Count Zero

Front Cover
Penguin, 1987 - Business & Economics - 246 pages
45 Reviews
Turner, corporate mercenary, wakes in a reconstructed body, a beautiful woman by his side. Then Hosaka Corporation reactivates him for a mission more dangerous than the one he's recovering from: Maas-Neotek's chief of R&D is defecting. Turner is the one assigned to get him out intact, along with the biochip he's perfected. But this proves to be of supreme interest to certain other parties--some of whom aren't remotely human.

Bobby Newmark is entirely human: a rustbelt data-hustler totally unprepared for what comes his way when the defection triggers war in cyberspace. With voodoo on the Net and a price on his head, Newmark thinks he's only trying to get out alive. Until he meets the angel.

A stylish, streetsmart, frighteningly probable parable of the future.
  

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Review: Count Zero (Sprawl #2)

User Review  - Alex - Goodreads

William Gibson's command of the hard boiled voice is highly refined. I'd say this alone makes this book worth reading. In 2014 there are aspects of his style that today are considered bad writing ... Read full review

Review: Count Zero (Sprawl #2)

User Review  - Dave Peticolas - Goodreads

A great read if you like the cypberpunk genre. Read full review

Contents

Section 1
1
Section 2
10
Section 3
17
Section 4
19
Section 5
25
Section 6
28
Section 7
40
Section 8
51
Section 14
150
Section 15
163
Section 16
172
Section 17
180
Section 18
185
Section 19
215
Section 20
220
Section 21
225

Section 9
59
Section 10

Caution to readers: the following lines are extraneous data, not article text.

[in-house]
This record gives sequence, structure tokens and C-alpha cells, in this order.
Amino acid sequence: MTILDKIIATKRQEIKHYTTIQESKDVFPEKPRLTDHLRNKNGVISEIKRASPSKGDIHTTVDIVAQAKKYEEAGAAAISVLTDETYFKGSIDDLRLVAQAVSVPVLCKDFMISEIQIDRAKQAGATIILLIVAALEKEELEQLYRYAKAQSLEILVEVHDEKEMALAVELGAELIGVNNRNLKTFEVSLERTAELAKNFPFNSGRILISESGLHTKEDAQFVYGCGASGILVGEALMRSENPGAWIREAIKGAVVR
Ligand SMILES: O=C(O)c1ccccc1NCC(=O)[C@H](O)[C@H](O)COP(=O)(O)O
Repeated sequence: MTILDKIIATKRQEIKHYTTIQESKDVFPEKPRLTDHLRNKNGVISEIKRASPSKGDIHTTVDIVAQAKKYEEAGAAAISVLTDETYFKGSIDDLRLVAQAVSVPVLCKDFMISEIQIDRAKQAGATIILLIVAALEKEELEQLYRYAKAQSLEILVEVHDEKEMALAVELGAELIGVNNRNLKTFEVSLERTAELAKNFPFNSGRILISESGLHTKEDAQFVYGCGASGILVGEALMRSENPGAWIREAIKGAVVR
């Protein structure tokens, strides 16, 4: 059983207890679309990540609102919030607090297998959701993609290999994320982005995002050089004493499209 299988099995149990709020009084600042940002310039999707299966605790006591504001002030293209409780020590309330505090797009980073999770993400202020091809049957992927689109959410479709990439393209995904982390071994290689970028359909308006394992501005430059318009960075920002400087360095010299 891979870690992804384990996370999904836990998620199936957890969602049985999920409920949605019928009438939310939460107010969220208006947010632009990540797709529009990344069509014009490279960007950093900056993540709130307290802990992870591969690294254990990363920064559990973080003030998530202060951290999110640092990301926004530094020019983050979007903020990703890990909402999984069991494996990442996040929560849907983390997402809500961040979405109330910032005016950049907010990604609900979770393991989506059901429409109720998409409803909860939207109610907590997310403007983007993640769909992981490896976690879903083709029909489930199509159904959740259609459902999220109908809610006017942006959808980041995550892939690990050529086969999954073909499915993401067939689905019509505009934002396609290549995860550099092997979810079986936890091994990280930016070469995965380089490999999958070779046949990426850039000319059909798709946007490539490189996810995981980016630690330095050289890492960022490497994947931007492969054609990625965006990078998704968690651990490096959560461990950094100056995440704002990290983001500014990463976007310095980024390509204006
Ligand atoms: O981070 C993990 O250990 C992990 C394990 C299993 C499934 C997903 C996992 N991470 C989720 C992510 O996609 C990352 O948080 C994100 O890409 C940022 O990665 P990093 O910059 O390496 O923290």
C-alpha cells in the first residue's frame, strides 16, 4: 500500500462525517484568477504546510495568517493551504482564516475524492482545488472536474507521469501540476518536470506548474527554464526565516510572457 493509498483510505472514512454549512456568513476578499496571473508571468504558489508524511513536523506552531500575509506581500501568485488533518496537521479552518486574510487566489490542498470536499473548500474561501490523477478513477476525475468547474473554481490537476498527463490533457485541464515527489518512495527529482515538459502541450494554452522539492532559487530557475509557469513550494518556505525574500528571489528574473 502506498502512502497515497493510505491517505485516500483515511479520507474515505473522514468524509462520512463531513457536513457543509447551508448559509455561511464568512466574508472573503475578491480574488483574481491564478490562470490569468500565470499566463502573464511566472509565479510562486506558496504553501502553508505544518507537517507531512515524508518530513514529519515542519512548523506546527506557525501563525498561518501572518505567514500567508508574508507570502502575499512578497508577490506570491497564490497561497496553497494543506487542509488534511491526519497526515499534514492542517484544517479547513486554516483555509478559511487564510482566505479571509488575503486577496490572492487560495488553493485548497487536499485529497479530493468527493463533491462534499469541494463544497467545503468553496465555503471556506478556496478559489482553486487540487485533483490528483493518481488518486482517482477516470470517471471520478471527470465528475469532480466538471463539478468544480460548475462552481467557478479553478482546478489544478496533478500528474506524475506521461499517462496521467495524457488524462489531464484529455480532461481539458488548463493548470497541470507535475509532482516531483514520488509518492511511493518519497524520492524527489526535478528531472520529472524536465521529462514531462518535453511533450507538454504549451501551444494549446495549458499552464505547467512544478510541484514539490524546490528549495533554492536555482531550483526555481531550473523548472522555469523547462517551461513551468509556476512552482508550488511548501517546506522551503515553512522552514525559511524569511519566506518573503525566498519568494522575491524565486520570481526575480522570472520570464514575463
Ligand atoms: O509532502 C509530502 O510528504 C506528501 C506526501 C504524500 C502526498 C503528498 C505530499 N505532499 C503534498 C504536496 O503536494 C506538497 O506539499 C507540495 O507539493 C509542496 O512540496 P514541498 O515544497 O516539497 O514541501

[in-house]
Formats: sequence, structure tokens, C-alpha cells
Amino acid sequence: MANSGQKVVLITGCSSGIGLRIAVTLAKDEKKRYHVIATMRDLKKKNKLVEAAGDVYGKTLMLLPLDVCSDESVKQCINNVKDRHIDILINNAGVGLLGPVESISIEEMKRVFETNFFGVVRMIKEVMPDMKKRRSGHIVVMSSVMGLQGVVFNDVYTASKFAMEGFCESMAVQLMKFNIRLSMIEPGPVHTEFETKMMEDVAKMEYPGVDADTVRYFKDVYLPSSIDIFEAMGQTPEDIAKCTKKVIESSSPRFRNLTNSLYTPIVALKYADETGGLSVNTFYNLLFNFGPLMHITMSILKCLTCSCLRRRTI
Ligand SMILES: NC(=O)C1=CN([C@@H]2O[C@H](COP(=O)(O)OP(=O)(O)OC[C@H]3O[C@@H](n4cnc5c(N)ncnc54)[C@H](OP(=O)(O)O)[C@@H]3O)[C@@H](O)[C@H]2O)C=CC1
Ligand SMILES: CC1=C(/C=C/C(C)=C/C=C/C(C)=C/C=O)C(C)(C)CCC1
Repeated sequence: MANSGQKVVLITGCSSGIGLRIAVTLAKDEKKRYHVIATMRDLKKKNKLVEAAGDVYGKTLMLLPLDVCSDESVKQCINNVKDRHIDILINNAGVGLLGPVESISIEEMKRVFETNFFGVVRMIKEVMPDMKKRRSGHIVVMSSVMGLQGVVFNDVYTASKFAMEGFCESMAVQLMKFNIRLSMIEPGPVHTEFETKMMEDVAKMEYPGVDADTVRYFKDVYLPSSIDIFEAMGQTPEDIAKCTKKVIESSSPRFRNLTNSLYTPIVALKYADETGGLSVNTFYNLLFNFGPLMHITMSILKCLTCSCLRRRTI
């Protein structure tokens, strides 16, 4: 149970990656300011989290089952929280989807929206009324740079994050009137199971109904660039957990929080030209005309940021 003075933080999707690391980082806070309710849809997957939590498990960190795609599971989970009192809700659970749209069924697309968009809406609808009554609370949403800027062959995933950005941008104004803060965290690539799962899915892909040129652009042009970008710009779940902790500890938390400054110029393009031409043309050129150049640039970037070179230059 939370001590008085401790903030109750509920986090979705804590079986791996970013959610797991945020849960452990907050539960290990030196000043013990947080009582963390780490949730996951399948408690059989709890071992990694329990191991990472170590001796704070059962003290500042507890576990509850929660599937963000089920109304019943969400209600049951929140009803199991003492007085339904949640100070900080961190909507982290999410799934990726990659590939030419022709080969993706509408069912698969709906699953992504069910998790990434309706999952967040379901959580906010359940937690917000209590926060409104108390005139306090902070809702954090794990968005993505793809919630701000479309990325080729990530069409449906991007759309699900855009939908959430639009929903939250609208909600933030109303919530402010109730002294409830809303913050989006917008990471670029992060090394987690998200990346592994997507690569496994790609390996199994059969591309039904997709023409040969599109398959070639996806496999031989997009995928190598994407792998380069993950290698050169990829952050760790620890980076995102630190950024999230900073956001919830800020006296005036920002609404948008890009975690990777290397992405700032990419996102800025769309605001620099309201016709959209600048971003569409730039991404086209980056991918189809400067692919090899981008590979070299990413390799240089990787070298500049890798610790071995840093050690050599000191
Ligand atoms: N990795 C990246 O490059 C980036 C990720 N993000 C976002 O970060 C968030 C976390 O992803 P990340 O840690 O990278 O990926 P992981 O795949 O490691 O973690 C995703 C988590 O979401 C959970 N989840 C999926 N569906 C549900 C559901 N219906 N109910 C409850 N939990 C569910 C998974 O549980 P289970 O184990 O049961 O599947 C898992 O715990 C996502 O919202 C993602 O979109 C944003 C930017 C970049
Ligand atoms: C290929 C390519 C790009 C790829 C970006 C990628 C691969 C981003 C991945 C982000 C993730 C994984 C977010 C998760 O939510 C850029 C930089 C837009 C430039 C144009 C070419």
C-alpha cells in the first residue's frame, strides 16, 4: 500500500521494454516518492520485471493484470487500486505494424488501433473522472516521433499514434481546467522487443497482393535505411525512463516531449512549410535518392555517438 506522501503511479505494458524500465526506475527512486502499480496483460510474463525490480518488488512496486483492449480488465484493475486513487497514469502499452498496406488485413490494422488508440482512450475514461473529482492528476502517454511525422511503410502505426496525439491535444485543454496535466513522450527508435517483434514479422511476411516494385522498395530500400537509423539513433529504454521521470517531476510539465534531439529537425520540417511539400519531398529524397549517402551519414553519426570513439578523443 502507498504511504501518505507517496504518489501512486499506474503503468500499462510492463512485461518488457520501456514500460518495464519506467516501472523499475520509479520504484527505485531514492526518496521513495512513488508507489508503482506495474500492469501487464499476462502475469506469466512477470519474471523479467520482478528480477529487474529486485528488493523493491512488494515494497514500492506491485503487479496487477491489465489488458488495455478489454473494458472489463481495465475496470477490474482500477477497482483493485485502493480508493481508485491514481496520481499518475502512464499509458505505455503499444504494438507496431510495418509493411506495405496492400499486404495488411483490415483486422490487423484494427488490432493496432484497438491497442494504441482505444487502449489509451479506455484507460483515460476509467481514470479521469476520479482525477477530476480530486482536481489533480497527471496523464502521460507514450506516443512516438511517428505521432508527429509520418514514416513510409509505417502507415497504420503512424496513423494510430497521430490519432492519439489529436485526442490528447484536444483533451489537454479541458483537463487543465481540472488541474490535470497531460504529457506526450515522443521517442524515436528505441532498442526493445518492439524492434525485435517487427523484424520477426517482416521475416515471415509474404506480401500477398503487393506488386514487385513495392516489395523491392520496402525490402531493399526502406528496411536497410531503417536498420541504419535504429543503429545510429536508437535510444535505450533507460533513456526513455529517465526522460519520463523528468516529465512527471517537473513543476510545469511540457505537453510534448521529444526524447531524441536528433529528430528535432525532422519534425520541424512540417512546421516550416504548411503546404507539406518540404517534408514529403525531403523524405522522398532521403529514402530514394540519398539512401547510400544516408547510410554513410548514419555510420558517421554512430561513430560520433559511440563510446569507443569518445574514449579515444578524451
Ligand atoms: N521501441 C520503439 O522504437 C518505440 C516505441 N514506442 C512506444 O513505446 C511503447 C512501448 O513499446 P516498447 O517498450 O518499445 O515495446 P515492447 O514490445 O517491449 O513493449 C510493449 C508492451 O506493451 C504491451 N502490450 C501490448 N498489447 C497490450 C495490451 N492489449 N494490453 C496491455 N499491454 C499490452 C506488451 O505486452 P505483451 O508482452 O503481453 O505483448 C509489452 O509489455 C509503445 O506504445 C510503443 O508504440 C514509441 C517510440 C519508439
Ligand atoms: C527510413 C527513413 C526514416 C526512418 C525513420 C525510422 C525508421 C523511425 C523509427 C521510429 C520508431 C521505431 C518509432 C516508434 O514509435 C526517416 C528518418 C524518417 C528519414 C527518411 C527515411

76
Section 11
99
Section 12
138
Section 13
145
Section 22
228
Section 23
235
Section 24
238
Copyright

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About the author (1987)

William Gibson was born on March 17, 1948 in Conway, S.C.. He grew up in a small town in Virginia and developed an interest in science fiction. He dropped out of high school and moved to Canada, where he eventually graduated from the University of British Columbia in 1977. Gibson earned his place in science fiction literary history with the publication of Neuromancer in 1984. Considered the first breakthrough novel written in the cyberpunk style, it won the three major science fiction awards; the Phillip K. Dick, The Hugo, and the Nebula. Set in the fast-paced world of the information superhighway, Gibson shows the negative effects of dealing with technology in cyberspace. His other works, including Mona Lisa Overdrive and the screenplay for the film Johnny Mnemonic, are filled with cynicism, high technology, and underground countercultures. Gibson's title, The Peripheral, is a New York Times 2014 bestseller.

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